From the point of view of a salesperson who is genuine, it is hard to do a good job for a customer who is not honest. It does not matter too much if a customer says that the budget is £7,000 when there is £8,000 available, nor does it matter if they say that they must ask someone else; skilled salespeople can deal with that. It does matter if pride stops a customer from saying that the budget is £4,000 and the salesperson is showing products that will cost double that.

The aim of the salesperson is always to sign an order. Regardless of ability, they know that the best way to do that is to design the product that you want at the price that you want. Sure, if you tell them that the budget is £8-£10,000, they will design to the upper amount but if you say that the budget is £5,000 when it is £8,000 you may end up with a design that you don’t want.  It is then difficult to say that it is not what you had in mind.  It is much easier to say you’ll think about it and start again somewhere else.

This is another example of when it is better to deal with an experienced designer. They quickly get past the distrust and have the experience to achieve the right design by reading subtle signals from the customer. As designers, we can only do our best work when given all the information.

6. Not Being Prepared.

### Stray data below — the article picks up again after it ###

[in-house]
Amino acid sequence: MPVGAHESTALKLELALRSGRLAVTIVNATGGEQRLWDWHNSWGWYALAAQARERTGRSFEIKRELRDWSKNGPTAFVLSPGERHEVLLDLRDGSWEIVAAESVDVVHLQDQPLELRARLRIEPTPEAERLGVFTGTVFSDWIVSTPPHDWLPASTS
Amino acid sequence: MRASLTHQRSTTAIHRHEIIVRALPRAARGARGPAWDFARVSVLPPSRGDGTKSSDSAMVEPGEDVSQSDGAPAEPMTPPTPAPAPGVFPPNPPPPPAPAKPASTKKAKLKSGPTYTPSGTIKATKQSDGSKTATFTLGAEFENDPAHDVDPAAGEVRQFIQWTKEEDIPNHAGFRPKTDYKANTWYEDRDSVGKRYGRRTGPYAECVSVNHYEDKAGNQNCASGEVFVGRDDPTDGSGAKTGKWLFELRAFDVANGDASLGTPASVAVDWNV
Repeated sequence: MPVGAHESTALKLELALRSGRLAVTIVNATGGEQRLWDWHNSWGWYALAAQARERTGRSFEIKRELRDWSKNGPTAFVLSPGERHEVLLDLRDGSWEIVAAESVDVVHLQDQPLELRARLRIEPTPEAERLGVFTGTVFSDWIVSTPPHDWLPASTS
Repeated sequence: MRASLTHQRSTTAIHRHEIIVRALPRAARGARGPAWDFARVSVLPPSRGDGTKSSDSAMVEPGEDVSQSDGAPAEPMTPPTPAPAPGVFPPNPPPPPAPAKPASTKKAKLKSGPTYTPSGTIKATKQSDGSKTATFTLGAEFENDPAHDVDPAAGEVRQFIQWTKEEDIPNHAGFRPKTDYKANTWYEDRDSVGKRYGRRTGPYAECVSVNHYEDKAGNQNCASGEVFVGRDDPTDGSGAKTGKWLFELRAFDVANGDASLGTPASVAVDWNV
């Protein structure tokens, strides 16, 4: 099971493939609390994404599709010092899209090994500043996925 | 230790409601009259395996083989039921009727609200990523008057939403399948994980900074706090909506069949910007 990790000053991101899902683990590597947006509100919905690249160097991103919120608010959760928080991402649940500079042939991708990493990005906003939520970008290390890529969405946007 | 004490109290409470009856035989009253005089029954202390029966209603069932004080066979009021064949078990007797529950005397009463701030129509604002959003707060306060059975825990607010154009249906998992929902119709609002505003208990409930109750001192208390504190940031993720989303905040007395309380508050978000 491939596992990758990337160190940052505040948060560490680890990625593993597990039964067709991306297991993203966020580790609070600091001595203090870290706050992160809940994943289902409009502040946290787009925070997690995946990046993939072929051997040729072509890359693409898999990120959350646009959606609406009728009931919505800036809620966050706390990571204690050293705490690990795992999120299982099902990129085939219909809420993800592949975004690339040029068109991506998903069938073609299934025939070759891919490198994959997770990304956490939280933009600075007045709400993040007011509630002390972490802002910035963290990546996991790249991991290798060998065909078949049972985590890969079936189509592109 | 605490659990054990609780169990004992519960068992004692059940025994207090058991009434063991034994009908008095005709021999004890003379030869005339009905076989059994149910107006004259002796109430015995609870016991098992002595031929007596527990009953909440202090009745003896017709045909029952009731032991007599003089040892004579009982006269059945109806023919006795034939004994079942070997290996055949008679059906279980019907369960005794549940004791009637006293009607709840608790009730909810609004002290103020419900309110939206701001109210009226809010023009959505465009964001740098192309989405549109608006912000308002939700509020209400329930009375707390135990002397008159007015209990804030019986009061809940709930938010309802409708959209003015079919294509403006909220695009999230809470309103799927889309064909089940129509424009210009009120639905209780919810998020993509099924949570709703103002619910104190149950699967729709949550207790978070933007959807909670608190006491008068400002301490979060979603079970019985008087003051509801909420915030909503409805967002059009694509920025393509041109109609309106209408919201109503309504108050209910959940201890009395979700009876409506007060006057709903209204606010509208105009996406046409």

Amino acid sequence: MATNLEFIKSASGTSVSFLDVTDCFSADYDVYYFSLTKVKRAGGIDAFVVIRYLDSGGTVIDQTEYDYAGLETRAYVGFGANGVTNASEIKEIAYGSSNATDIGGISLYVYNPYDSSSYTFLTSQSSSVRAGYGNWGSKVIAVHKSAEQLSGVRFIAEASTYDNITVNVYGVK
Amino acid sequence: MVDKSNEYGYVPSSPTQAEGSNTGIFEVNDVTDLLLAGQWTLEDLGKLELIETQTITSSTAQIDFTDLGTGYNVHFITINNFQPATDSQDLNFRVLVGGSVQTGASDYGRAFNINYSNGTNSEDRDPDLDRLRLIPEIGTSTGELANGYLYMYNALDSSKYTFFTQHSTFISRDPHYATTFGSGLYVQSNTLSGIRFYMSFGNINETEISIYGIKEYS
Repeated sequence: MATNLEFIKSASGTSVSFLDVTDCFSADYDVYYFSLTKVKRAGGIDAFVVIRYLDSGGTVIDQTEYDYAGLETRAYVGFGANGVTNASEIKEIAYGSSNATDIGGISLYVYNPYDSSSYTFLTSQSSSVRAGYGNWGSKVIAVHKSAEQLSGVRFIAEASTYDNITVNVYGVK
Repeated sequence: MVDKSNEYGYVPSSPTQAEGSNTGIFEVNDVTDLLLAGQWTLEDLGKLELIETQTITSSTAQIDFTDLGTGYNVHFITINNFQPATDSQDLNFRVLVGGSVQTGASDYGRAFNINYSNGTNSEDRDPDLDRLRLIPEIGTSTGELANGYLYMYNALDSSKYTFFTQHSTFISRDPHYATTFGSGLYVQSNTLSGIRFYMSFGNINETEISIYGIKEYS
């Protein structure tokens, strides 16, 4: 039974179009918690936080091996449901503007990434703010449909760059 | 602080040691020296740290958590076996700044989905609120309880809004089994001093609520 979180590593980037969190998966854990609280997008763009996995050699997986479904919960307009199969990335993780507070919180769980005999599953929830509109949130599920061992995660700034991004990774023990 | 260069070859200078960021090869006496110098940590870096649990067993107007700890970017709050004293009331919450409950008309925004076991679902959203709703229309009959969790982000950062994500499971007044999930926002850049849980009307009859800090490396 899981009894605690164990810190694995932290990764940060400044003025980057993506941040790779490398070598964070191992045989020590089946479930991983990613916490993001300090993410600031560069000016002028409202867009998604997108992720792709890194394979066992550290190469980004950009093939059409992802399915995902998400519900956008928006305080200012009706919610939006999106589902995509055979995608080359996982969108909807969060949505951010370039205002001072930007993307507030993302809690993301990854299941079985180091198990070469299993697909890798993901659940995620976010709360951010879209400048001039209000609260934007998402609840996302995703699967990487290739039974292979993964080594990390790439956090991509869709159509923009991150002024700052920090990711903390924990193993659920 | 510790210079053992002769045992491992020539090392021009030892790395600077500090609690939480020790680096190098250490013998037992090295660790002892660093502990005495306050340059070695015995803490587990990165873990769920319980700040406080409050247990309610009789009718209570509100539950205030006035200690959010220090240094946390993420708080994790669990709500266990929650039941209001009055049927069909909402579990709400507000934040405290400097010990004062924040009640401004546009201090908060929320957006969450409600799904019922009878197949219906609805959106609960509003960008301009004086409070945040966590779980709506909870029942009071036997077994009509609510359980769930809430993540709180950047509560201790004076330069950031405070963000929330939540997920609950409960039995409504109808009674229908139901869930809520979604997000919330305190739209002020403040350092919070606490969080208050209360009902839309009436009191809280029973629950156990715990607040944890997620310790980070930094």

The bigger companies will always want to send a salesperson to see you as soon as possible. It doesn’t matter to them that you may not be ready. The salesperson is only paid if they sell, so it costs them nothing. They will say something like, ‘the designer is in your area’ and ‘the quote will last 6 months’. The customer agrees, not realising that there is a good chance that they will be persuaded to sign an order.  FOMO – fear of missing it out is powerful. This means that often an order is signed without having the full information about what is available.

The best source for information is an experienced salesperson/designer but the chances of you seeing one, if your appointment is with a representative from a national company is slim. It is worth doing a bit of investigation of your own so that you can ask better questions when you do book a consultation. You don’t need to know everything but you do benefit if you have a list of the features that you consider essential. Often, these are forgotten in the excitement but remembered when it’s too late.